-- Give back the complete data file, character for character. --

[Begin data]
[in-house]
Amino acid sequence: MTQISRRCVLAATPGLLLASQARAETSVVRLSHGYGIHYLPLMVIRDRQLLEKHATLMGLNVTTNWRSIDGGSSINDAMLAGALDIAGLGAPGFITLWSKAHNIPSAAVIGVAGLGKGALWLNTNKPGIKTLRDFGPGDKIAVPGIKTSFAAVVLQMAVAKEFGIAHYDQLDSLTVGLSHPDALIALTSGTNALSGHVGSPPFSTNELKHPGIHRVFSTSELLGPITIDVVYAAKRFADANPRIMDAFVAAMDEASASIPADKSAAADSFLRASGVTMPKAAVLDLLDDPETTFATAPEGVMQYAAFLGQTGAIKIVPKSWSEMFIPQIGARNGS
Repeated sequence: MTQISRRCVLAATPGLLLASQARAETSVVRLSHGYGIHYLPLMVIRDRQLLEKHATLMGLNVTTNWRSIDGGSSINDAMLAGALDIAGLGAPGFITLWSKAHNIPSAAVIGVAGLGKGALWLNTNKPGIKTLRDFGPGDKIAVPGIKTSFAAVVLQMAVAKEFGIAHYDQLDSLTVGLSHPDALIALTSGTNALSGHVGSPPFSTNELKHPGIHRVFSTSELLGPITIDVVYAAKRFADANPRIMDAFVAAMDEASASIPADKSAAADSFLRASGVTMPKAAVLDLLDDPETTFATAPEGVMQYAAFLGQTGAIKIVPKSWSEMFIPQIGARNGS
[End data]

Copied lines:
[in-house]
Amino acid sequence: MTQISRRCVLAATPGLLLASQARAETSVVRLSHGYGIHYLPLMVIRDRQLLEKHATLMGLNVTTNWRSIDGGSSINDAMLAGALDIAGLGAPGFITLWSKAHNIPSAAVIGVAGLGKGALWLNTNKPGIKTLRDFGPGDKIAVPGIKTSFAAVVLQMAVAKEFGIAHYDQLDSLTVGLSHPDALIALTSGTNALSGHVGSPPFSTNELKHPGIHRVFSTSELLGPITIDVVYAAKRFADANPRIMDAFVAAMDEASASIPADKSAAADSFLRASGVTMPKAAVLDLLDDPETTFATAPEGVMQYAAFLGQTGAIKIVPKSWSEMFIPQIGARNGS
Repeated sequence: MTQISRRCVLAATPGLLLASQARAETSVVRLSHGYGIHYLPLMVIRDRQLLEKHATLMGLNVTTNWRSIDGGSSINDAMLAGALDIAGLGAPGFITLWSKAHNIPSAAVIGVAGLGKGALWLNTNKPGIKTLRDFGPGDKIAVPGIKTSFAAVVLQMAVAKEFGIAHYDQLDSLTVGLSHPDALIALTSGTNALSGHVGSPPFSTNELKHPGIHRVFSTSELLGPITIDVVYAAKRFADANPRIMDAFVAAMDEASASIPADKSAAADSFLRASGVTMPKAAVLDLLDDPETTFATAPEGVMQYAAFLGQTGAIKIVPKSWSEMFIPQIGARNGS